The Diocese of Albany, New York, said May 21 it planned to appeal to the U.S. Supreme Court after New York's highest court ruled the Empire State can continue to require companies with health insurance plans to cover what it called medically necessary abortions.

The diocese, alongside other religious groups, challenged the regulation, arguing its exemption for religious employers was too narrow and could force some employers to violate their religious beliefs.

"While we respect the decision issued today by the New York State Court of Appeals we will again seek review by the United States Supreme Court of this critical challenge to religious freedom by filing a timely petition for a Writ of Certiorari," a statement from the diocese said. "The United States Supreme Court previously granted our petition for a Writ of Certiorari on this constitutional challenge and vacated the New York lower court decision with a remand direction for further review."

At stake, they argued, "is regulatory action by a state to require religious organizations to provide and pay for coverage of abortion in their employee health plans."

"We believe this is unconstitutional since it involves government entanglement in the fundamental rights of free exercise of faith and conscience," the statement said. "The final decision on constitutionality will be by the United States Supreme Court."

The challengers argued that the original regulation was intended to exempt employers with religious objections, but that it was later narrowed to cover religious groups that primarily teach religion and mostly serve and hire only those who share their faith. In effect, groups such as Catholic Charities, which seek to serve those in need regardless of their faith, wouldn't qualify.

The regulation requiring most private insurance plans to cover abortion was implemented in 2017, but the state Legislature separately codified it into law in 2022. The challengers sued over the regulation, not the law.
The outcome was applauded by Democratic Gov. Kathy Hochul, but the state's Catholic conference pushed back, arguing Hochul's characterization of the challengers wasn't true.

"While right-wing extremists attempt to undermine our fundamental freedoms, New York will continue standing strong to protect women's health care and safeguard abortion rights," Hochul said in a statement. "The Court of Appeals' unanimous ruling to uphold New York's nation-leading regulations for insurance coverage of abortion care is a critical step towards protecting these fundamental freedoms. As Governor, I'm committed to ensuring New York continues to be a safe harbor for anyone who needs abortion care."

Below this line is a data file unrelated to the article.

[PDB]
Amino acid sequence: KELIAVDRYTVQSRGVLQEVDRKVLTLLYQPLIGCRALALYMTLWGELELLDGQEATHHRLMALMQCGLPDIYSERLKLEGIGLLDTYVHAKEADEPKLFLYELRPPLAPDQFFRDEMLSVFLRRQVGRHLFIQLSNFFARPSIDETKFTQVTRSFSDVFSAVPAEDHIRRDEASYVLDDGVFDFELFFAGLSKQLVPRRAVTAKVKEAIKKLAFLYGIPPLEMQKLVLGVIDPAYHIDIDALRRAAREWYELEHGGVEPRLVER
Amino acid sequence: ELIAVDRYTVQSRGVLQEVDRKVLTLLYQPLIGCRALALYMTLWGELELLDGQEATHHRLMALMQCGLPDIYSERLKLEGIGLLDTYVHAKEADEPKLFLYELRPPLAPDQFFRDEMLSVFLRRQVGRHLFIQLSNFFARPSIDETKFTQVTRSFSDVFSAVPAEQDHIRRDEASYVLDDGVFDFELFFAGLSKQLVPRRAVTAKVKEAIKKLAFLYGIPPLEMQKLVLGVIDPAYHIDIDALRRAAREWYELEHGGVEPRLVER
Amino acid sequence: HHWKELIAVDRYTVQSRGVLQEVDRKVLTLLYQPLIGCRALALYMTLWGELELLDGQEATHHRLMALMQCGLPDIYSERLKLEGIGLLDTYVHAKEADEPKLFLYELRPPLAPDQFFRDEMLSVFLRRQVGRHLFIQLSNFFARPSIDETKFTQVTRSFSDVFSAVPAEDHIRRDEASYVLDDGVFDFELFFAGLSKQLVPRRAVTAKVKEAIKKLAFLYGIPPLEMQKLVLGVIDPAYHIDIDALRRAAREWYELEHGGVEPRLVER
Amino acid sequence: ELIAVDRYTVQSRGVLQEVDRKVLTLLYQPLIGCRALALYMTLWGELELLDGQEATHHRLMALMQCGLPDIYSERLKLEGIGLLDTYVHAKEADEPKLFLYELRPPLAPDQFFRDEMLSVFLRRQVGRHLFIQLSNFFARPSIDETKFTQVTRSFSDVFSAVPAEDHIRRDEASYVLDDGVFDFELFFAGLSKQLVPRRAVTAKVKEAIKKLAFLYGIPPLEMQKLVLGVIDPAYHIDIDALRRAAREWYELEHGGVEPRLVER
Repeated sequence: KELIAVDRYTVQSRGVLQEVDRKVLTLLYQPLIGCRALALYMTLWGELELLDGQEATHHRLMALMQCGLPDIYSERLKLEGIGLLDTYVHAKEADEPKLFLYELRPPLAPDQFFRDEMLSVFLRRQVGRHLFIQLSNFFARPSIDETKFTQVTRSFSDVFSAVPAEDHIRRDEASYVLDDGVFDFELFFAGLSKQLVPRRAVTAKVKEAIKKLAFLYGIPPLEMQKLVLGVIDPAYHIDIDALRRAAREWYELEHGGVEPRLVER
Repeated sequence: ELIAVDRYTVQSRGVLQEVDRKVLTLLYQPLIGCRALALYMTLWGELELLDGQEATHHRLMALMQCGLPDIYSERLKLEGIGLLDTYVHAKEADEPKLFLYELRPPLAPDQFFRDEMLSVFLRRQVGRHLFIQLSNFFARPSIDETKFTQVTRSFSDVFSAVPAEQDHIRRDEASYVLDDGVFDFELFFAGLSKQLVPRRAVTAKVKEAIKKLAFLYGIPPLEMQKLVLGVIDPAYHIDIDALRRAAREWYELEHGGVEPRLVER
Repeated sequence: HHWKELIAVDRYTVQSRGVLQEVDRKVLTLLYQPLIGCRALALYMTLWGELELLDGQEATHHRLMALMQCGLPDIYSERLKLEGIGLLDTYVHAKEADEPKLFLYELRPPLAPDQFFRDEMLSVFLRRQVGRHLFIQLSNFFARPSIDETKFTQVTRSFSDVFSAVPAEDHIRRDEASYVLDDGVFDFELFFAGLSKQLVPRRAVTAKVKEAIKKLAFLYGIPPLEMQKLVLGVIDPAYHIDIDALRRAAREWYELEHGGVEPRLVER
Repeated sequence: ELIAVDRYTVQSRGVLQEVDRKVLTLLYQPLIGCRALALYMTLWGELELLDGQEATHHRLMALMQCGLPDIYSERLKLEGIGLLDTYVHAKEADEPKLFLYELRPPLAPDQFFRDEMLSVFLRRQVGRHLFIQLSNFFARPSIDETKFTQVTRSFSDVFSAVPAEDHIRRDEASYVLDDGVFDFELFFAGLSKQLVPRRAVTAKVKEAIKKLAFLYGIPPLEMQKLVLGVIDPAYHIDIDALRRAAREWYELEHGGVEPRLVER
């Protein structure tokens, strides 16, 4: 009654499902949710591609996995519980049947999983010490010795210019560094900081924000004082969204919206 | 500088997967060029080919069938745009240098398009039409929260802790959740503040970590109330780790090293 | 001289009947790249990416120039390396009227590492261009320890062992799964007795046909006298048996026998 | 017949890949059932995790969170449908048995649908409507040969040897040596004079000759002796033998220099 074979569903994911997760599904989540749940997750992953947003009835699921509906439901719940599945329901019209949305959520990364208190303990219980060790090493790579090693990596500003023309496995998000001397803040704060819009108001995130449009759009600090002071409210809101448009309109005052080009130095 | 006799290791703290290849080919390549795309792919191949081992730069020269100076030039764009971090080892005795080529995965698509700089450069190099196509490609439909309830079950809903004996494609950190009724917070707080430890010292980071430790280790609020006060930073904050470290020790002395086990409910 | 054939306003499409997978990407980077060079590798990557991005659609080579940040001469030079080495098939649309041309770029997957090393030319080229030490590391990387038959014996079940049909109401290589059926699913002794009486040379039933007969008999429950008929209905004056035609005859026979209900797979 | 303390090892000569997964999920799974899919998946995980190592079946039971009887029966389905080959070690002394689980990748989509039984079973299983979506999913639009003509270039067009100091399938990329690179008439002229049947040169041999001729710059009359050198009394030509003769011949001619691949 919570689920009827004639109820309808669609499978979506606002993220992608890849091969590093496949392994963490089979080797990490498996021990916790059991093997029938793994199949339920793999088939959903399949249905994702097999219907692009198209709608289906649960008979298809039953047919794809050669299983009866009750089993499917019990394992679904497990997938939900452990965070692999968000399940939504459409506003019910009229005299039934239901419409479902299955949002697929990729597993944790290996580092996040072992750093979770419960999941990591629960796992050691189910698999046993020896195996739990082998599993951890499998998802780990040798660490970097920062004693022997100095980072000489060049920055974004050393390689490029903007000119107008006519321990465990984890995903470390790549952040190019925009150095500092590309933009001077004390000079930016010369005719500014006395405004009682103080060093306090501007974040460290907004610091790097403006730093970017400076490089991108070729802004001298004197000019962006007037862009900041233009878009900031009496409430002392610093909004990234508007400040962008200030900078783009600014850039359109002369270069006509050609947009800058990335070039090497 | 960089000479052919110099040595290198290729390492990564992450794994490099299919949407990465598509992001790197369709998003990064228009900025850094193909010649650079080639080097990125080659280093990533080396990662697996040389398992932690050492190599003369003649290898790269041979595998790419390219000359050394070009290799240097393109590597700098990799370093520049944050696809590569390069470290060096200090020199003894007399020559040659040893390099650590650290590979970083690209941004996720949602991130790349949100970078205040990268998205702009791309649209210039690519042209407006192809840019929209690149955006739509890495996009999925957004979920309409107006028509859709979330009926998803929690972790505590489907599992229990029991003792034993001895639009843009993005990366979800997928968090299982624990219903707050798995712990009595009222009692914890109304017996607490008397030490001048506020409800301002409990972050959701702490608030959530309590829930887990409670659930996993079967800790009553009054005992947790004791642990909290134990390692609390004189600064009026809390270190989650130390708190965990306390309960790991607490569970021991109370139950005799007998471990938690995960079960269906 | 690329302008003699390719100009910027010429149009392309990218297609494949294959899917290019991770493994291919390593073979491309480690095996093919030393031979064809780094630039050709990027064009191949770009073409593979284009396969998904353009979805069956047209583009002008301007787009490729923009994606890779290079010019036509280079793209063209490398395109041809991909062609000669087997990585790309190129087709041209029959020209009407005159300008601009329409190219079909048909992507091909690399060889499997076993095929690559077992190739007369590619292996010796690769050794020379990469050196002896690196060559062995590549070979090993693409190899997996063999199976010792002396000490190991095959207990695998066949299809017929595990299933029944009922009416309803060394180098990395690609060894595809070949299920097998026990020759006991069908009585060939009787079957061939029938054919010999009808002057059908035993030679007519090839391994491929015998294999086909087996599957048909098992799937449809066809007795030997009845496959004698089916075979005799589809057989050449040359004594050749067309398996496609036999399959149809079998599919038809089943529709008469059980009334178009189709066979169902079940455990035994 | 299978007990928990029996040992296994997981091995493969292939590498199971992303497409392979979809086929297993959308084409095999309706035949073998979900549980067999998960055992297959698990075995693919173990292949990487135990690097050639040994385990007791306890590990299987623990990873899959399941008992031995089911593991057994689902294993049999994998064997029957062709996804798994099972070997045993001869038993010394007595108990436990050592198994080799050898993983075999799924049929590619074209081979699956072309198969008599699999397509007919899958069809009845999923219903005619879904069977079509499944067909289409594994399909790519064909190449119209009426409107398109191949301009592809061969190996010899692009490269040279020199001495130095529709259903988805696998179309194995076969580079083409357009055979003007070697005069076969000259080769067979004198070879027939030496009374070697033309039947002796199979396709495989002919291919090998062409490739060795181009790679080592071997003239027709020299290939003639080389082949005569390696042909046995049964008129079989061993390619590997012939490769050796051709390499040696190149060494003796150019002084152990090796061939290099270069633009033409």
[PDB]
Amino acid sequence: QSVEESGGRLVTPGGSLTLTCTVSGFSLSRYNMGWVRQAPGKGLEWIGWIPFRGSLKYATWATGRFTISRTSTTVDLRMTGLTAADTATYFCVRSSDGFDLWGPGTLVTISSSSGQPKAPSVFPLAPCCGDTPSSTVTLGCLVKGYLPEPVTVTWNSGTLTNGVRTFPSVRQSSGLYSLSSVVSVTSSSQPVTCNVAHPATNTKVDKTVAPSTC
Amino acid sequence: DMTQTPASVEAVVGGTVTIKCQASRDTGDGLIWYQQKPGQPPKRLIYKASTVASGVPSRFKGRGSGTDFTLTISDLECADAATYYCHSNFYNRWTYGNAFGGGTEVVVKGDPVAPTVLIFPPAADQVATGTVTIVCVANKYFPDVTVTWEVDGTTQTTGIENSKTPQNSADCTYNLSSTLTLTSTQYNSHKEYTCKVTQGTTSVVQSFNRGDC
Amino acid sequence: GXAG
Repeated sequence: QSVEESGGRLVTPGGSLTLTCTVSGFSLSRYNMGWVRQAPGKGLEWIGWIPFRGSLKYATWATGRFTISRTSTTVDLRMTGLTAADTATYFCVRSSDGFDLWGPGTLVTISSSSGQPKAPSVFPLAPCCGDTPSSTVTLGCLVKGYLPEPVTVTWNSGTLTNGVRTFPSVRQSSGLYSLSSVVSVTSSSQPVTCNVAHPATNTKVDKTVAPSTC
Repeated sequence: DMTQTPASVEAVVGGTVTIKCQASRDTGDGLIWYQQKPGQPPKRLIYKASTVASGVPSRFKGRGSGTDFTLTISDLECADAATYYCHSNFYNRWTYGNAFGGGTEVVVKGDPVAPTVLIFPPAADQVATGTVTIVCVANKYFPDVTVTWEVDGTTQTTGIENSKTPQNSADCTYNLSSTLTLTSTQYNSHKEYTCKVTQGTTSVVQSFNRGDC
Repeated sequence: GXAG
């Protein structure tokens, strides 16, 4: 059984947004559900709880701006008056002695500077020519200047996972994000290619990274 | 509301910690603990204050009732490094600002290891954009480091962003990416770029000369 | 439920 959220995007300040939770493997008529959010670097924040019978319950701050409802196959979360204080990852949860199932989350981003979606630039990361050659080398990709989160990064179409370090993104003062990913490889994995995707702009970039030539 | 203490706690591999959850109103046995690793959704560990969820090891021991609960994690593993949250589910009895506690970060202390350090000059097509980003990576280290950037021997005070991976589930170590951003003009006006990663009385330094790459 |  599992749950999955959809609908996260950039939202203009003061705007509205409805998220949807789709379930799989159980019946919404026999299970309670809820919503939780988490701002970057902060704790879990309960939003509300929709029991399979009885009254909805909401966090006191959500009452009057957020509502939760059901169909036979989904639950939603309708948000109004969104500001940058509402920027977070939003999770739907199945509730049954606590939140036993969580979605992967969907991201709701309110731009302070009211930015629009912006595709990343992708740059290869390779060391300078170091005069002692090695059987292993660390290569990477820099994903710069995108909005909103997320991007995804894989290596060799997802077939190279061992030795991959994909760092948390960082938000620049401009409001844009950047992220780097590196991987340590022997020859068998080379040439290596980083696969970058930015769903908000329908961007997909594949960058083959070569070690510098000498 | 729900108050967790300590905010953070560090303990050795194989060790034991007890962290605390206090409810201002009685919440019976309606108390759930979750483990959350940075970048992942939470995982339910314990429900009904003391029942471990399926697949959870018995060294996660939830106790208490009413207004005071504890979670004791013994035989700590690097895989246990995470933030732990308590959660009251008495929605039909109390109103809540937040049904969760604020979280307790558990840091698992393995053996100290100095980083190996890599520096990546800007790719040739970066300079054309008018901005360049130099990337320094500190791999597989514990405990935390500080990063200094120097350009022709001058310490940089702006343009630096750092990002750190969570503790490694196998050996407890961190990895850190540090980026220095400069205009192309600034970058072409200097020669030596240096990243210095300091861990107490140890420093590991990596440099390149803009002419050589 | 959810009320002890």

Dennis Poust, executive director of the New York State Catholic Conference, the public policy arm of the state's bishops, said in a statement that Hochul "could have simply put out a statement supporting the court's ruling. Instead, she delved into name calling, referring to the plaintiffs in the case as 'right-wing extremists.'"

"To be clear, this case had nothing to do with the legality of abortion; it only involved the question of whether the state could force religious employers to violate the tenets of their faith by mandating coverage for abortion in employee health insurance plans," Poust said. "Last week Governor Hochul met Pope Francis at the Vatican during a conference on the climate crisis that he hosted, and she spoke fondly of the experience. But by the Governor's definition, Pope Francis himself would qualify as a "right-wing extremist" because he does not share her views on abortion."

Poust argued that "Governor Hochul's words regarding the plaintiffs are divisive and offensive. She should apologize." He said that among the plaintiffs in the case are the Catholic dioceses Albany and Ogdensburg; the Sisterhood of St. Mary; Catholic Charities of the dioceses of Brooklyn, Albany and Ogdensburg; St. Gregory the Great Roman Catholic Church Society of Amherst; First Bible Baptist Church; Our Savior's Lutheran Church; and Teresian House Nursing Home.